To receive a copy of the full survey report, please email Gigantic.

Which Message is Best? Results from a Pilot Cart Tagging Project in Sunnyvale, California

Gigantic Idea Studio teamed up with Sunnyvale, California with the challenge to refresh their “FoodCycle” food scrap collection program outreach and improve participation rates. The question was, how?

social norming message tag
One tag version had messages of social norming and the benefits of foodcycling.

After surveying residents, we found that self-reported participation was actually fairly high at 63%, but cart audits showed a lower citywide participation rate of 57% and weekly participation of 45%.

The City wanted more program collateral, how-to videos and a presentation to help them communicate about the program, but also wanted to explore behavior-change tactics in a pilot program. Our team proposed a communications campaign as a baseline strategy, that would be supplemented with cart tagging in two pilot areas. The pilot would determine whether or not cart tagging improved participation more than advertisements, articles and videos. Together, we set a goal to raise weekly participation by 5%.

The two pilot areas were given two different messaging strategies: Social Norming and Benefit messaging vs. Addressing Barriers messaging. The social norming tag showed residents and their quotes about why they FoodCycled—and then listed the benefits of participation, such as reducing waste and fighting climate change. It also clearly stated that 63% of residents participate, a clear majority of support and enthusiasm. The second group received messaging related to overcoming barriers to participation, such as tips to avoid mess, smells and pests, and alternative collection containers for smaller kitchens or those concerned with aesthetics.

The more effective tag addressed barriers to food scrap recycling.

Although both strategies are part of the popular “Community-Based Social Marketing” practices, the cart audits showed that the “Barriers” messaging worked better in Sunnyvale. The households that received a cart tag with tips saw an increase of 9% (from 44% to 53%) in weekly participation and 7% in overall participation, when compared to the baseline.

Both types of messages were included in the communications campaign, but the pilot project shows that cart tagging adds effectiveness that can be measured. This is likely related to the personal and contextual message delivery method—the cart—which is related to the behavior change we are asking for.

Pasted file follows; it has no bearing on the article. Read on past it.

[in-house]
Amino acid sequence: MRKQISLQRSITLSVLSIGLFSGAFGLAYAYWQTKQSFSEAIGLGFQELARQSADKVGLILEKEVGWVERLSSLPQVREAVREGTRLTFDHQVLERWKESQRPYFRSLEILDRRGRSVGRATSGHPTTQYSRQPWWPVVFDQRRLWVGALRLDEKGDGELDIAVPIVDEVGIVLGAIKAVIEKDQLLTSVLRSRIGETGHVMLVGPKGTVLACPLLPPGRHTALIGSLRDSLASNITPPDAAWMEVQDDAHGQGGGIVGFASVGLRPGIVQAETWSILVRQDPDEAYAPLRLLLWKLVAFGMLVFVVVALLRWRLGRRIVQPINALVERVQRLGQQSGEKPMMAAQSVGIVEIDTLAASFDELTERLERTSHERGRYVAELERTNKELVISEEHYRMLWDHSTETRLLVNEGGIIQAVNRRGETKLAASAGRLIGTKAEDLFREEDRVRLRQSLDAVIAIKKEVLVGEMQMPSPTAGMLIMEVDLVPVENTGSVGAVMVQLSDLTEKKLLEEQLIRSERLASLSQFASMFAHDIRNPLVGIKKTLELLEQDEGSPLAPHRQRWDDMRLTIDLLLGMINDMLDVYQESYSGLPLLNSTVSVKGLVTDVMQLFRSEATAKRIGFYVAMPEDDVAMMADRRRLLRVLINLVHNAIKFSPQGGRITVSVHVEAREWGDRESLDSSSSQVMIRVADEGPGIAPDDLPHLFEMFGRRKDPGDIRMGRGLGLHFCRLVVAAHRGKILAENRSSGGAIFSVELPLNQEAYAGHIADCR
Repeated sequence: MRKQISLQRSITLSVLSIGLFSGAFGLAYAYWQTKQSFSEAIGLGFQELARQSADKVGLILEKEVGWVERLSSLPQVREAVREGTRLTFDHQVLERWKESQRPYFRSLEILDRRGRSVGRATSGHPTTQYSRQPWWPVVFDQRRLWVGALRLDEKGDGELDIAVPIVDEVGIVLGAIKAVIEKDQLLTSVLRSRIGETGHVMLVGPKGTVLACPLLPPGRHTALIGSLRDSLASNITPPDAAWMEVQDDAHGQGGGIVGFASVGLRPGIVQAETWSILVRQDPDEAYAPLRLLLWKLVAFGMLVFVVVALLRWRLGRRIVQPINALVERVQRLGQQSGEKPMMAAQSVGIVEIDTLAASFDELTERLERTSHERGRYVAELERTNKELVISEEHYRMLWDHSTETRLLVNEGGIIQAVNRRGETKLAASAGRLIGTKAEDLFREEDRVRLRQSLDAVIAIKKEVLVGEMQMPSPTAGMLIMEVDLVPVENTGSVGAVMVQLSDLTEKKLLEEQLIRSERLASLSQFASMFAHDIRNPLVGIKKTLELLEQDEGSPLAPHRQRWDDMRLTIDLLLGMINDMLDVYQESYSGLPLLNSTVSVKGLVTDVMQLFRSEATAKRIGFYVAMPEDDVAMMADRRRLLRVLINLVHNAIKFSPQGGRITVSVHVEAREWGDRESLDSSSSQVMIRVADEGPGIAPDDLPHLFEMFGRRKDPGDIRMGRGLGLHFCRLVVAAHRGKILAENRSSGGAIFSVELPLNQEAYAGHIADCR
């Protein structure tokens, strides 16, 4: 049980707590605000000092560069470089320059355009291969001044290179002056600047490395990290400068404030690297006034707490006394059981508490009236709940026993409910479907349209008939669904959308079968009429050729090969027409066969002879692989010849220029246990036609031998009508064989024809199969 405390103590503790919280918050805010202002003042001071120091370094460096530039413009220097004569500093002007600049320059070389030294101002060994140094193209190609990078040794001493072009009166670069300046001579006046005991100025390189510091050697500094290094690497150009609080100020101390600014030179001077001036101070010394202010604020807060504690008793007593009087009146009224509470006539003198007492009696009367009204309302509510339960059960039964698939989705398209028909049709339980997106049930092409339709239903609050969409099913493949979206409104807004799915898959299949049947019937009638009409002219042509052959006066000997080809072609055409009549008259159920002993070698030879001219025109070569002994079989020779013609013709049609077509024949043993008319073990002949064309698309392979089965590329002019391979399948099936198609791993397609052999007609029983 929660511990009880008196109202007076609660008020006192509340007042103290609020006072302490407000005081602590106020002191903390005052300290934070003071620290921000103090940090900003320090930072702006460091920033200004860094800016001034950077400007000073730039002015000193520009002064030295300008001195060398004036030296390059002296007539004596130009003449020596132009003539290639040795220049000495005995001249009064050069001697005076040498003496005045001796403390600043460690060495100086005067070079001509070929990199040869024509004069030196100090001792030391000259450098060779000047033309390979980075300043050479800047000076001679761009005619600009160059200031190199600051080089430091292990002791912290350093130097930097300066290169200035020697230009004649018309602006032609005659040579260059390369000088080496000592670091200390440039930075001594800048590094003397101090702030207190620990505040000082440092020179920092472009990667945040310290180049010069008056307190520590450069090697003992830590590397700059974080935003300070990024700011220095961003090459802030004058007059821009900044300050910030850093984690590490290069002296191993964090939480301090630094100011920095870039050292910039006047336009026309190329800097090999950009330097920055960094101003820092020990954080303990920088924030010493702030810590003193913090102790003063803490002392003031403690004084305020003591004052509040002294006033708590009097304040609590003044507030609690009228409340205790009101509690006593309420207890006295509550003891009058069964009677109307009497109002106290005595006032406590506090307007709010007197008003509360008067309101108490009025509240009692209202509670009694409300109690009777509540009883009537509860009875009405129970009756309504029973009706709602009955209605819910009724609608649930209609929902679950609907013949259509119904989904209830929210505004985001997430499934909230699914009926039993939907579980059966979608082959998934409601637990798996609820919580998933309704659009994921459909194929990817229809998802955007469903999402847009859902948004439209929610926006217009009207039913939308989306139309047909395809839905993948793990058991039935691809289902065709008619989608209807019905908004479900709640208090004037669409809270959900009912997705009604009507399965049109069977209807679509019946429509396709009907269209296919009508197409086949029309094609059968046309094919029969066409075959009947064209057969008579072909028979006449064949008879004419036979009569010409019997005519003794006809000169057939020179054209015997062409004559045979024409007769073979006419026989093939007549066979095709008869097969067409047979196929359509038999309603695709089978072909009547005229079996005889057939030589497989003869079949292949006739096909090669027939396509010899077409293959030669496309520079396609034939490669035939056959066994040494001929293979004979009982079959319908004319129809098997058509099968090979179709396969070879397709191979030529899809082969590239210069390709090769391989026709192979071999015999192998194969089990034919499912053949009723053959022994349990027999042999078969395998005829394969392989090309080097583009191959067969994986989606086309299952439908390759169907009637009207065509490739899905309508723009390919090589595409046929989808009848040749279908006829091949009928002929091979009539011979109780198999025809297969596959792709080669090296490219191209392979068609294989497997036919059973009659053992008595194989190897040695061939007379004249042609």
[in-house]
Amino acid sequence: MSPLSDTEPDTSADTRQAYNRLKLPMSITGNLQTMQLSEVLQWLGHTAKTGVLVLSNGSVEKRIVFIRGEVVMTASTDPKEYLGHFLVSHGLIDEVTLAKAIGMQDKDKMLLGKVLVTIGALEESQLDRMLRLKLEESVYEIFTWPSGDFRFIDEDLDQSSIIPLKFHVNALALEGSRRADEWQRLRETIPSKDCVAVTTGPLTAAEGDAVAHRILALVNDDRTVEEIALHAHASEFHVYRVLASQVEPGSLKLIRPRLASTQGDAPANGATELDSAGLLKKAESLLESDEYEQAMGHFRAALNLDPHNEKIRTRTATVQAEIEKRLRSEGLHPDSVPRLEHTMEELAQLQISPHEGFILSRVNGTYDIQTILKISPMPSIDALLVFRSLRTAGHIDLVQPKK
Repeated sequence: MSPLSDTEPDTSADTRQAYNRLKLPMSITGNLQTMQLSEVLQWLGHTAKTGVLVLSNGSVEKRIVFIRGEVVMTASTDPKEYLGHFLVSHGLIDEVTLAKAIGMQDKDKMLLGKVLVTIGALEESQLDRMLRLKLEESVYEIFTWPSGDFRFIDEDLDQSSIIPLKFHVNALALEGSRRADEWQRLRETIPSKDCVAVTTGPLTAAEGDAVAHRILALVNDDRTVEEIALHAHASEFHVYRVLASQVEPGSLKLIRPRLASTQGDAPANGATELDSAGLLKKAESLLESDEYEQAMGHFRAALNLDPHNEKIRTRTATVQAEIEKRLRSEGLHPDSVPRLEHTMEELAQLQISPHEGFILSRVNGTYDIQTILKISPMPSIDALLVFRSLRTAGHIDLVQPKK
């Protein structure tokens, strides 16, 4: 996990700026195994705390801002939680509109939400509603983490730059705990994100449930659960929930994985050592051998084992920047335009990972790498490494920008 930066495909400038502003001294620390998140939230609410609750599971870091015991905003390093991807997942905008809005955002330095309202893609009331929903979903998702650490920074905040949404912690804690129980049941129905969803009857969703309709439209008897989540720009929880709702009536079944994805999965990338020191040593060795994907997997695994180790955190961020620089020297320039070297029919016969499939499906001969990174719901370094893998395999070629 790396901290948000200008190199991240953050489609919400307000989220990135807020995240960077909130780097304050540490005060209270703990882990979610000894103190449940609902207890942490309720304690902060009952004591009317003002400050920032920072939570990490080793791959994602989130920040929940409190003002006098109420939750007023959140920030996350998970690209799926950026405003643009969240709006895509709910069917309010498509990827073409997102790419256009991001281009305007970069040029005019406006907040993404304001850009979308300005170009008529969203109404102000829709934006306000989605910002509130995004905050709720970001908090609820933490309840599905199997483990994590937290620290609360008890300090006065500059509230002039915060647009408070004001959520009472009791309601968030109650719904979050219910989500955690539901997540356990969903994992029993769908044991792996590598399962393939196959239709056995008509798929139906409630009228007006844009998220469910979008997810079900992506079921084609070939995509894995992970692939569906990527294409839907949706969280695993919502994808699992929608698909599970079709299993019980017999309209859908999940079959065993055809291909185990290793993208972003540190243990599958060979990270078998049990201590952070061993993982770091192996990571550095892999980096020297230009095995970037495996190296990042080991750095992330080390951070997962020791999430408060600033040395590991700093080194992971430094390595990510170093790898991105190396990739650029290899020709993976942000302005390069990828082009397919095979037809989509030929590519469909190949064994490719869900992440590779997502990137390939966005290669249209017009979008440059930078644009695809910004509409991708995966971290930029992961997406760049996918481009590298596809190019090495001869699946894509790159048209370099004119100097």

Many cities will be conducting cart audits as part of SB 1383’s statewide requirements. Adding friendly, yet effective messaging designed to increase participation in organics programs is a good way to maximize the investment of labor required to do these audits. This messaging can be combined with contamination feedback and included on the back side of any cart tag.

We have experience designing these tags and providing guidance on how to determine messaging that resonates in your community. We’d love to hear from you!

Hard Numbers, Hard Truths: How Data from Spot Checks, Surveys and More Guide Outreach

We know it’s best to base outreach on data that we get from research. Formal research can be costly, but actionable data is all around us – and it can help make public outreach more effective.

For the 2022 California Resource Recovery Association (CRRA) Conference, Gigantic participated in a session about the use of surveys and spot checks to guide outreach. Our presentation gave examples from two of Gigantic’s clients: Cities of Milpitas and Livermore.

Among the suggestions:

  • Integrating some research into your outreach plan is better than none. Don’t let the perfect be the enemy of the good: include lid flips and surveys into your budgets as feasible. There’s also data that does not need a specific budget because:
  • Outreach data is all around us. Your agency may not be able to afford a statistically rigorous survey, but quantitative data from hauler reports or lid flipping can be useful guides to what is working and what challenges arise. Qualitative data (individual questions or reactions that represent the concerns of a larger audience) can be gathered from phone help lines, comments at public meetings or from social media posts. Website statistics show us which content is or is not being accessed, what users are searching for and how/when they accessed the site; this is all guiding data for outreach.
  • Use data to react in real time. Are you getting a lot of questions on your social channel about plastic bags? Are lid flips showing an increase in a particular item of contamination? Respond to these questions with blog or social posts, or additional newsletter content, as promptly as possible.

See the full presentation here:

Learn more about CRRA here.

HHWhat? Outreach Challenges of Household Hazardous Waste

Household Hazardous Waste: what a term! It’s a mouthful: three words that don’t really clarify what it encompasses. Add to that, city, hauler and marketing professionals like to shorten the term to HHW – which sounds even more mysterious. The EPA defines Household Hazardous Waste (HHW) as “leftover household products that can catch fire, react, or explode under certain circumstances, or that are corrosive or toxic.” Common HHW items include fluorescent bulbs, batteries, gasoline, household chemicals, pesticides, paints, antifreeze and asbestos…a real hodgpodge of toxic stuff.